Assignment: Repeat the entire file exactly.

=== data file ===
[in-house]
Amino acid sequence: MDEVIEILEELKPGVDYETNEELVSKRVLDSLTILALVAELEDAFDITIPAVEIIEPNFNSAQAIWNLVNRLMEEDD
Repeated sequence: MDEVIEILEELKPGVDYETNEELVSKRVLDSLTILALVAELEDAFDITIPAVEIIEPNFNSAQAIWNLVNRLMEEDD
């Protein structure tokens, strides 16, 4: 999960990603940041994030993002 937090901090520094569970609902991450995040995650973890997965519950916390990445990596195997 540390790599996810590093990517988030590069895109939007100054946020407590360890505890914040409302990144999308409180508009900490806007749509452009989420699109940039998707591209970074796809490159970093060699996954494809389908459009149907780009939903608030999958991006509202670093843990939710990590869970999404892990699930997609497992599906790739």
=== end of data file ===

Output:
[in-house]
Amino acid sequence: MDEVIEILEELKPGVDYETNEELVSKRVLDSLTILALVAELEDAFDITIPAVEIIEPNFNSAQAIWNLVNRLMEEDD
Repeated sequence: MDEVIEILEELKPGVDYETNEELVSKRVLDSLTILALVAELEDAFDITIPAVEIIEPNFNSAQAIWNLVNRLMEEDD
């Protein structure tokens, strides 16, 4: 999960990603940041994030993002 937090901090520094569970609902991450995040995650973890997965519950916390990445990596195997 540390790599996810590093990517988030590069895109939007100054946020407590360890505890914040409302990144999308409180508009900490806007749509452009989420699109940039998707591209970074796809490159970093060699996954494809389908459009149907780009939903608030999958991006509202670093843990939710990590869970999404892990699930997609497992599906790739």